New Chainring

I wasn’t going to change anything on my TT bike for the new season. However, a week or so ago I accidentally hit the front shifter in the middle of a particularly difficult VO2Max interval which resulted in a horrible crunching and grinding noise followed by the chain coming off. As it was I’d delaminated at least one of the teeth on my Fibre-Lyte 56t carbon chainring and it had also pinged a shifting pin off as well. On closer inspection many of the teeth were wearing It’s been a great product with almost 5000 miles of racing (i.e. at high loads) as well as hundreds of hours on the turbo.

Anyway, I decided that as I was doing it anyway I might as well go 1x and replace the chainring with a 58t – it’s not like I ever used the small ring out on the road. I bought an aluminium one from Drag2Zero.

Ade's Road Cycling Blog
The “before picture”

Removing the crankset was pretty easy – there are plenty of videos and guides on Youtube. Anyway I cleaned it up and took off the front derailleur. I could have pushed the cable back into the frame for a cleaner look but it would be really difficult to get it out again should I ever need to.

Ade's Road Cycling Blog
Ultra Di2 front derailleur and cable entry port
Ade's Road Cycling Blog
Derailleur removed. Didn’t want to push the cable back into the frame “just in case” so I applied a tried and tested aero solution – gaffer tape!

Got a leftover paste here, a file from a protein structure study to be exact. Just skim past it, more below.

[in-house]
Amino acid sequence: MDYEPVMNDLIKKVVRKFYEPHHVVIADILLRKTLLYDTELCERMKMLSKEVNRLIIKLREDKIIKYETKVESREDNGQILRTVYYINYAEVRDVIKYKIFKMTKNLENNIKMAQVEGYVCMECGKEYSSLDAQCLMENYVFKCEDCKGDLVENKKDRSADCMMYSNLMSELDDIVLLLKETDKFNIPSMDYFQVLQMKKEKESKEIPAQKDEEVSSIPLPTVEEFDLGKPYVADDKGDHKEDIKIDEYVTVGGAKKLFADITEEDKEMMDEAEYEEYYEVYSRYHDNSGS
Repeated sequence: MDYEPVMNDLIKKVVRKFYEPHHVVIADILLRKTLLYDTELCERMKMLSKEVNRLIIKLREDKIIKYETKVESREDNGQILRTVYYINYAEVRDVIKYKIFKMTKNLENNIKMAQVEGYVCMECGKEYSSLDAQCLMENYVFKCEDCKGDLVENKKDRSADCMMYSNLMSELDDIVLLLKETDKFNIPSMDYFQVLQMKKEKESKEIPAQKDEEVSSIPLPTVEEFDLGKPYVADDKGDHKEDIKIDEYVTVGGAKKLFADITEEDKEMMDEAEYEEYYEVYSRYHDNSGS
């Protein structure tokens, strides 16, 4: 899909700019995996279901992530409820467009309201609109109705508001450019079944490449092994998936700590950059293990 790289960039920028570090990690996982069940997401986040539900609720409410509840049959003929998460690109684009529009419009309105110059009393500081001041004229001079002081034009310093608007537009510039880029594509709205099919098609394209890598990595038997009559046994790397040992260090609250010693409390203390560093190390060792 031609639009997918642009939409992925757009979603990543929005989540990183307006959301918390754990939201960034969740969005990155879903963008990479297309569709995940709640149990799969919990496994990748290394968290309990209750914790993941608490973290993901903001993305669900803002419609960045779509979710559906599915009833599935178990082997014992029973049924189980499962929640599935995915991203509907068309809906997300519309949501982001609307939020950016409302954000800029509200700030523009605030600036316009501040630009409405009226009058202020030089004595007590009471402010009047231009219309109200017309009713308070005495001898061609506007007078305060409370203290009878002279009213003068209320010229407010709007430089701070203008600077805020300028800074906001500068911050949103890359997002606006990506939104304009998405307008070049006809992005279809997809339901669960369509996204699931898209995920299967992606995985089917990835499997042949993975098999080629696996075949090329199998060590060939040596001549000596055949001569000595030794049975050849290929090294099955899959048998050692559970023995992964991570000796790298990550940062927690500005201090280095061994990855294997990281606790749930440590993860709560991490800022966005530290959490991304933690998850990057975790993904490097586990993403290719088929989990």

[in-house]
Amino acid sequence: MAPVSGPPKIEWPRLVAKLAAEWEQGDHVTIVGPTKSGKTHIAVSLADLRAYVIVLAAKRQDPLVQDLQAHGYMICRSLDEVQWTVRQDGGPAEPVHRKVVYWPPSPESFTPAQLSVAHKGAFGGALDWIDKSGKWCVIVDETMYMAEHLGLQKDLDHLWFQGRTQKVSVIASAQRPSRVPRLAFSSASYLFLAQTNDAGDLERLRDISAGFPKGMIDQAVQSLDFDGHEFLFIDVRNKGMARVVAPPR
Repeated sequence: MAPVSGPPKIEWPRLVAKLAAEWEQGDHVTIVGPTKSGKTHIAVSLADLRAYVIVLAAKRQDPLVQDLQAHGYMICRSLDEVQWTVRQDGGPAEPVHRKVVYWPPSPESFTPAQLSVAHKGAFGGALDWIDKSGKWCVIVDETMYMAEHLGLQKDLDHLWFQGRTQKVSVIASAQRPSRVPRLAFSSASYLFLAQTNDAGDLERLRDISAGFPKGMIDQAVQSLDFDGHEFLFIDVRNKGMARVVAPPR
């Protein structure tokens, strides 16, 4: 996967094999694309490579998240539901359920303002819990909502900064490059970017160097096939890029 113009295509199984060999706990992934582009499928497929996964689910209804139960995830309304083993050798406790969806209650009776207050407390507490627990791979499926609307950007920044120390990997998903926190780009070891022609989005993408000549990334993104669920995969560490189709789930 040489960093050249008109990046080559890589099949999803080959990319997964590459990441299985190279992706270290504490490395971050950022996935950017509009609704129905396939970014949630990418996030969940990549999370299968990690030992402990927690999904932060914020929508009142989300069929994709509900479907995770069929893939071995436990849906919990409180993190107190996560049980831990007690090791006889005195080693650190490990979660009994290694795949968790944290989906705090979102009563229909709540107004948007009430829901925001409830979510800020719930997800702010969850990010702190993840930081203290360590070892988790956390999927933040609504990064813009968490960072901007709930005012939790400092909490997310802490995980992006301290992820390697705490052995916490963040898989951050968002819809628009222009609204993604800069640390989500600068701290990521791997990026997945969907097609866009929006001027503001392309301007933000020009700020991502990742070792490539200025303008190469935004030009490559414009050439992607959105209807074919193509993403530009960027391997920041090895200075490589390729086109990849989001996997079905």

The solution was to just tape it against the frame with a bit of gaffer tape. Doesn’t look great but would be hidden behind the chainring once the crankset was back on.

Ade's Road Cycling Blog
The “after” picture, including aero coach chain guard

I then fitted a chain guard from Aerocoach. In theory it shouldn’t need one but Cheshire roads aren’t the smoothest and I’ve heard plenty of horror stories of people shipping chains during races. Plus I wasn’t sure about chain length. I followed the standard Park Tools sizing instructions using the chain I’d removed. That seemed to be the correct size even though I’d increased the size of the front chainring. So I decided to add a link or two to the new chain and it looks about right – no slack and the rear derailleur angles look sensible enough.

Another week of training on the turbo and then the season starts – unless there’s yet another storm due to come in!

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